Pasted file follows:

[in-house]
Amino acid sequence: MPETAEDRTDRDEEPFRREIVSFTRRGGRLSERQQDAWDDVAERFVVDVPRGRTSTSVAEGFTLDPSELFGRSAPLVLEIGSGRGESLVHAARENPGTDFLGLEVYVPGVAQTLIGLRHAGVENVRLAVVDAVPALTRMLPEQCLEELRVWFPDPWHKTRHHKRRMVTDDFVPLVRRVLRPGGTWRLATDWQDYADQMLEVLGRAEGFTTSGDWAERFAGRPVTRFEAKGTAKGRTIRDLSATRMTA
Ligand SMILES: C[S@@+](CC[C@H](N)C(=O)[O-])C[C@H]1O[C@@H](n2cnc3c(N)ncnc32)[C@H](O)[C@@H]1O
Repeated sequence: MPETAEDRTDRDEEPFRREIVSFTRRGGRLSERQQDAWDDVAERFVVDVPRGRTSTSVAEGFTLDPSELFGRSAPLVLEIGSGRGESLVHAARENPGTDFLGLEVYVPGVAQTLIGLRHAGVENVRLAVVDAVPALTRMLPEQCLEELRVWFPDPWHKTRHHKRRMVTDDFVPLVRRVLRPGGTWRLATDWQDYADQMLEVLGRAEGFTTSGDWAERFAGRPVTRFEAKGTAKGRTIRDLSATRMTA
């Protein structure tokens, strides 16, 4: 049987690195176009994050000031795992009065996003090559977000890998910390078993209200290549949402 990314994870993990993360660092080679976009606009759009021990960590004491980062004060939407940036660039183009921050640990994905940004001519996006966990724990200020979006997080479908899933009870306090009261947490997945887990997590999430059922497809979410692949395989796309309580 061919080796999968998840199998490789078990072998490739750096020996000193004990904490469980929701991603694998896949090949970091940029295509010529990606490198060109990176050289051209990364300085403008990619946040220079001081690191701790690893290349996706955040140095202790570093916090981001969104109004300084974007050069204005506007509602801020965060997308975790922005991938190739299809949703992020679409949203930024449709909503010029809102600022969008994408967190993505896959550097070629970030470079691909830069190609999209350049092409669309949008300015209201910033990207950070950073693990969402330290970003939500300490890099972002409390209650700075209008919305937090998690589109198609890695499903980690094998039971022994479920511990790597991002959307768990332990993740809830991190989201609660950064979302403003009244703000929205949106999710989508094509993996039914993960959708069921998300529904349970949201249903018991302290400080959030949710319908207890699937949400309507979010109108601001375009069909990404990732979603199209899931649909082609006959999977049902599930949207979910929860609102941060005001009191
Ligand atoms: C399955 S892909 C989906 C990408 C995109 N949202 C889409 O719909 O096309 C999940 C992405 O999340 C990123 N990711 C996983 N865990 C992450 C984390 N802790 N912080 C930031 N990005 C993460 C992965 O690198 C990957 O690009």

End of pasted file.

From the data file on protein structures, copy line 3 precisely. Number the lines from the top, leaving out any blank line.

Ligand SMILES: C[S@@+](CC[C@H](N)C(=O)[O-])C[C@H]1O[C@@H](n2cnc3c(N)ncnc32)[C@H](O)[C@@H]1O